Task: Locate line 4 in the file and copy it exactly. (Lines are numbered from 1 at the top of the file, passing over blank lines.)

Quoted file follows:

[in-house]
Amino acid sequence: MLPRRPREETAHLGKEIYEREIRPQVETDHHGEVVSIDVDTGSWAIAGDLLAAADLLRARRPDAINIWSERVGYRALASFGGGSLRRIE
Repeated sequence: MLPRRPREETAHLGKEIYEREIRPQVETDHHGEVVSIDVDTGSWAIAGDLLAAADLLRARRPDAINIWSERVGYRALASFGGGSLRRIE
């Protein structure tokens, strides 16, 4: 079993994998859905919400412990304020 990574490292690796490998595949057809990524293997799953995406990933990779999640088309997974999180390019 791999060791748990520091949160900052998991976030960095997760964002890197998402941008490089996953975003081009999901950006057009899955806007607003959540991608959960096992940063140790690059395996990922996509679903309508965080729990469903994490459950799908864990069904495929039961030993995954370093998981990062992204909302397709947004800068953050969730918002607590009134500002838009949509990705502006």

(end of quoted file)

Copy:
């Protein structure tokens, strides 16, 4: 079993994998859905919400412990304020 990574490292690796490998595949057809990524293997799953995406990933990779999640088309997974999180390019 791999060791748990520091949160900052998991976030960095997760964002890197998402941008490089996953975003081009999901950006057009899955806007607003959540991608959960096992940063140790690059395996990922996509679903309508965080729990469903994490459950799908864990069904495929039961030993995954370093998981990062992204909302397709947004800068953050969730918002607590009134500002838009949509990705502006």